Smoothed Seismicity Rates - Working Group on California

Smoothed Seismicity Rates
Karen Felzer
Smoothed seismicity
• Smoothed seismicity is used in many forecasts,
including the National Hazard Maps and UCERF2,
to help constrain the off-fault hazard.
• It has been statistically demonstrated that
smoothed seismicity is predictive of future
earthquakes (Kagan and Jackson, 2000; Kafka
2007). It works for small earthquakes and for
M>6 (Kafka, 2007). An upper magnitude limit for
applicability has not been demonstrated.
Potential smoothing methods for
• National Hazard Map smoothing method
(Frankel, 1996)
• Helmstetter et al. (2007) smoothing method
(Currently winning RELM Southern California 5
year earthquake forecasting test)
• Modified Helmstetter et al. (this talk)
National Hazard Map smoothing
linear scale
• The catalog is declustered
using Gardner and Knopoff
• The Weichert method is
used to calculate rates in
each bin from M≥4, M≥5,
and M≥6 earthquakes from
different periods.
• Rates are smoothed around
each bin using a Gaussian
kernel and a fixed 50 km
smoothing constant.
Map created from 1850-2010
catalog data
Helmstetter et al. (2007) smoothing
log10 scale
• The catalog is declustered
using Reasenberg (1985).
Remaining catalog still
has some clustering.
• M≥2 earthquakes are
used from >1981 only.
• A Gaussian or power law
kernel with an adaptive
smoothing constant is
expanded around each
Map uses 1981-2005 catalog data
Modified Helmstetter et al. (2007)
smoothing method
log10 scale
1850-2010 catalog data
• No declustering.*
• Uses M≥4 seismicity back to
1850, all magnitudes treated
• Uses power law kernels
centered at each hypocenter,
with the Helmstetter adaptive
smoothing constant.
• Calculates smoothed values at
bin centers rather than
integrating across bins.*
• Only relative rates have been
calculated for the current
*Improves result *Makes life simpler
The different methods can be evaluated using
the MLE Gain given in Helmstetter et al. (2007)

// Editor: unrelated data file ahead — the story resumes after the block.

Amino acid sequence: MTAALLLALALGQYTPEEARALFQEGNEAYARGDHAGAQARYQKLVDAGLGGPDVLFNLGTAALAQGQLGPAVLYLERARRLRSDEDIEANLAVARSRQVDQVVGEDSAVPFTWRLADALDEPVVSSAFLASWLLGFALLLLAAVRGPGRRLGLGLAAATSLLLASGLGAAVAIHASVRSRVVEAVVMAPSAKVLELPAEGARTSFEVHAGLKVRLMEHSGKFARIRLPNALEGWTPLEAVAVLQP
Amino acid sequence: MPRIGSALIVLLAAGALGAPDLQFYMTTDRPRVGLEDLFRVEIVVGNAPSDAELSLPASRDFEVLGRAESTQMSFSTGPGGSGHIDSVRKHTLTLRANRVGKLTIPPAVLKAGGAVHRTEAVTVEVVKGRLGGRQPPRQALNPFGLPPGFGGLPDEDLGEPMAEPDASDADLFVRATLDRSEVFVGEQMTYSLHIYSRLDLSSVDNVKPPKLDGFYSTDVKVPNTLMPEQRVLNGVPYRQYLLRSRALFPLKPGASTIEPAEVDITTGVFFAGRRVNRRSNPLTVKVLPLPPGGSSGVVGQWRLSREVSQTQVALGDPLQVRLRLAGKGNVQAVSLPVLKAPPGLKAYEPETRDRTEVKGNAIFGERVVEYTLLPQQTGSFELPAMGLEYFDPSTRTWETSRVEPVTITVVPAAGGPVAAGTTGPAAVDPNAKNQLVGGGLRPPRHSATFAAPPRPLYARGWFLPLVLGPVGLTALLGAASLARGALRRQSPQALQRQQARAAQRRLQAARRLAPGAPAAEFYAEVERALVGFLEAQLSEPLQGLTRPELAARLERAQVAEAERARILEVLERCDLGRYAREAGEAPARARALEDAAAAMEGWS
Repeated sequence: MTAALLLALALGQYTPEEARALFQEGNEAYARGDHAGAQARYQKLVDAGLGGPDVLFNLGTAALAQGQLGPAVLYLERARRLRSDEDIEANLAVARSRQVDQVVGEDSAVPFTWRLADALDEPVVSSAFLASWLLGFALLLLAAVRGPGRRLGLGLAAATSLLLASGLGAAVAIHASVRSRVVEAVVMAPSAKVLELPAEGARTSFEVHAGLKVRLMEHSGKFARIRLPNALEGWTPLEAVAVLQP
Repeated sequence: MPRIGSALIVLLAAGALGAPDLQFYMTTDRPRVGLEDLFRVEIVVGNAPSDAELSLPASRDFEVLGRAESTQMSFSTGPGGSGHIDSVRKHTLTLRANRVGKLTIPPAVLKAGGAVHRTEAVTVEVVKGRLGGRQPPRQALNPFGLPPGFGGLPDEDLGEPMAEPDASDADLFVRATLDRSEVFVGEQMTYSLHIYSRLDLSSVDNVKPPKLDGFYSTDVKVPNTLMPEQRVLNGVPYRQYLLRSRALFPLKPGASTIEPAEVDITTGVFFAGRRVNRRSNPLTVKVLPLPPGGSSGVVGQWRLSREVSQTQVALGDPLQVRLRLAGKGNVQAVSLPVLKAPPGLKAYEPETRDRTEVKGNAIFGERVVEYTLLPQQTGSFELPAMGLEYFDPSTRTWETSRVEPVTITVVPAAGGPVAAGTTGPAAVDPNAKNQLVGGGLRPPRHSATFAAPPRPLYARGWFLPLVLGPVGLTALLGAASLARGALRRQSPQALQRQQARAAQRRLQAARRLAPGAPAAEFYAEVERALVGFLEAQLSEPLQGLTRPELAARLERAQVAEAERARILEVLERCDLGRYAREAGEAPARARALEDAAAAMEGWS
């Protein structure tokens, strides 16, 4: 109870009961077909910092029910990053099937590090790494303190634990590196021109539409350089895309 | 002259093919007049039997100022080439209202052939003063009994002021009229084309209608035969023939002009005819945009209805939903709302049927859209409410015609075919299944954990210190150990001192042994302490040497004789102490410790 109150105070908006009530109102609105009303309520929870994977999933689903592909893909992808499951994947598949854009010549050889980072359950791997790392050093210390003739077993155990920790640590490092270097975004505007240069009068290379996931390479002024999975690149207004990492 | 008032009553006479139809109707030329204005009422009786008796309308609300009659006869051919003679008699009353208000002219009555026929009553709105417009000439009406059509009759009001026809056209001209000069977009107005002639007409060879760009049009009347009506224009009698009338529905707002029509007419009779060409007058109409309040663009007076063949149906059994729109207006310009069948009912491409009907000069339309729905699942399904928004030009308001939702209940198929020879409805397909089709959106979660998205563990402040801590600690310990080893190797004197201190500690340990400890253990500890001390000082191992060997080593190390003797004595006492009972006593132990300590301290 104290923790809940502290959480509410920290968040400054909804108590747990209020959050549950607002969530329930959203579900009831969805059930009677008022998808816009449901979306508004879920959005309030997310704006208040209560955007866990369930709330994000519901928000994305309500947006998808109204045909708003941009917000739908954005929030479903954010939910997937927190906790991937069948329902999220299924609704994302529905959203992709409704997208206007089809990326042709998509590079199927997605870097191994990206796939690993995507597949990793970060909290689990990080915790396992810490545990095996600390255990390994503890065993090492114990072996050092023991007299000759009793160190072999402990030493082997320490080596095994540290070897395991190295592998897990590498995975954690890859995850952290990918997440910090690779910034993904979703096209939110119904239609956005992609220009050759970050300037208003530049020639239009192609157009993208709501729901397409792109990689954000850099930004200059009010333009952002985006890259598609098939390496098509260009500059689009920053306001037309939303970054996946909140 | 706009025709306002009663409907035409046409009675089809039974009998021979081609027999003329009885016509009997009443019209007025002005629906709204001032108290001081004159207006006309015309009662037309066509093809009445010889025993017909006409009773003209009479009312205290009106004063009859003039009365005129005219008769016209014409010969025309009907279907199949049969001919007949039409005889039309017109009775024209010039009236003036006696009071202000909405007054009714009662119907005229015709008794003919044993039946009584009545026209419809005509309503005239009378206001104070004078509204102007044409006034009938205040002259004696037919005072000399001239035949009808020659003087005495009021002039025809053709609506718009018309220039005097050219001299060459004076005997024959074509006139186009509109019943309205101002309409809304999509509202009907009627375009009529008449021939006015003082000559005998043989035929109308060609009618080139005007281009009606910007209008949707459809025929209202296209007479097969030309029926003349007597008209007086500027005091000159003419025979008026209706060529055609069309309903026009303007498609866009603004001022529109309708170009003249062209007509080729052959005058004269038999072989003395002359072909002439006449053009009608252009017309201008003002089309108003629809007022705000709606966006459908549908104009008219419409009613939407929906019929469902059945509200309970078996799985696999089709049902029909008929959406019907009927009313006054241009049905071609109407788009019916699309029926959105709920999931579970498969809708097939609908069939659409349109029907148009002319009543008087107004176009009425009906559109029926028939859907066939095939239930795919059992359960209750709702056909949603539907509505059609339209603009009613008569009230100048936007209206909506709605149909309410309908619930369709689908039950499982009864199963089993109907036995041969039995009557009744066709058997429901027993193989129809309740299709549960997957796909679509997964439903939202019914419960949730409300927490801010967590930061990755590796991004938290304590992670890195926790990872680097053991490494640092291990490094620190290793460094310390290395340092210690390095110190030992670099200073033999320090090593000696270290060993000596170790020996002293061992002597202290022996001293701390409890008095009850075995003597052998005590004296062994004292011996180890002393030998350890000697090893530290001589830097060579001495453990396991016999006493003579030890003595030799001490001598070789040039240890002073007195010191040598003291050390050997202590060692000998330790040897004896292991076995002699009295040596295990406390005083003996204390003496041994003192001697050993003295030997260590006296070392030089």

G  exp(
L  L unif
G = Gain
L = log likelihood of forecasting map
Lunif = log likelihood of a uniform probability
N = Number of earthquakes
Evaluation is performed only within the UCERF polygon
Retrospective tests performed
• NHM vs. modified Helmstetter for forecast of
M≥6 earthquakes over 1957-2006 (50 yrs):
30% higher gain for Helmstetter.
• Modified Helmstetter with no declustering vs.
modified Helmstetter with Gardner and
Knopoff (1975) declustering : Non-declustered
tend to have a higher gain, but statistical
difference not established. Reasenberg
(1985) declustering may improve results.
Retrospective tests needed
• NHM vs. Helmstetter over multiple 1 and 5
year periods.
• Modified Helmstetter vs. full Helmstetter over
1 year, 5 year, and 50 year periods.
• More tests with declustering (discussion
coming up next!).
Arguments against declustering
• All declustering methods are to some degree
arbitrary and incomplete.
• Earthquakes continue in aftershock zones for
years. We would not want to miss the next
Hector Mine or Christchurch.
• Current declustering methods bias magnitudefrequency statistics by a-posteriori removing
the smaller earthquakes in a cluster. This is
not helpful for a-priori forecasting.
Darfield, M 7.1
Failing to predict aftershocks is not
M 6.3
Sorry, but according
to our b value you
didn’t have an
Arguments for declustering
• Some declustered forecasts appear to perform better.
Why? Some thoughts:
• Declustering emphasizes larger earthquakes.
More aftershocks occur around larger
earthquakes => higher future risk in these areas.
• Declustering effectively decreases the hazard
from aftershock zones that may have been much
more active in the past than at present.
However, the risk from still-active aftershock
zones might be decreased too much by rigorous
A proposed modified approach
1) Use ETAS, rather than straight smoothing, to
model very large/recent earthquakes that are
still producing aftershocks at a rapid rate. This
will give the larger earthquakes the extra risk, at
a presumably more correct rate.
2) Decrease the risk associated with earthquakes in
long-dormant aftershock zones, using empirical
measures or ETAS to estimate amount of
3) Do not alter the magnitude-frequency
4) Test, Test, Test!!!
Decisions that need to be made
• Smoothing method: NHM, Helmstetter,
modified Helmstetter ?
• Declustering: Gardner and Knopoff,
Reasenberg , no declustering, or the modified
• Magnitude-frequency distribution:
Declustered distribution, or full catalog
magnitude-frequency distribution?
Decisions that need to be made
• What tests will be definitive for choosing one
method over another? What confidence level
do we want of improvement before selecting
a new method?
• Is there a measure of performance that we
want besides the Helmstetter MLE Gain?
Some differences between Helmstetter
et al. and NHM
et al.
Hazard Map
4.0, 5.0, 6.0
Distance to nth
50 km
Smoothing kernel Smoothing kernel
drawn around
drawn around the
each hypocenter center of each bin

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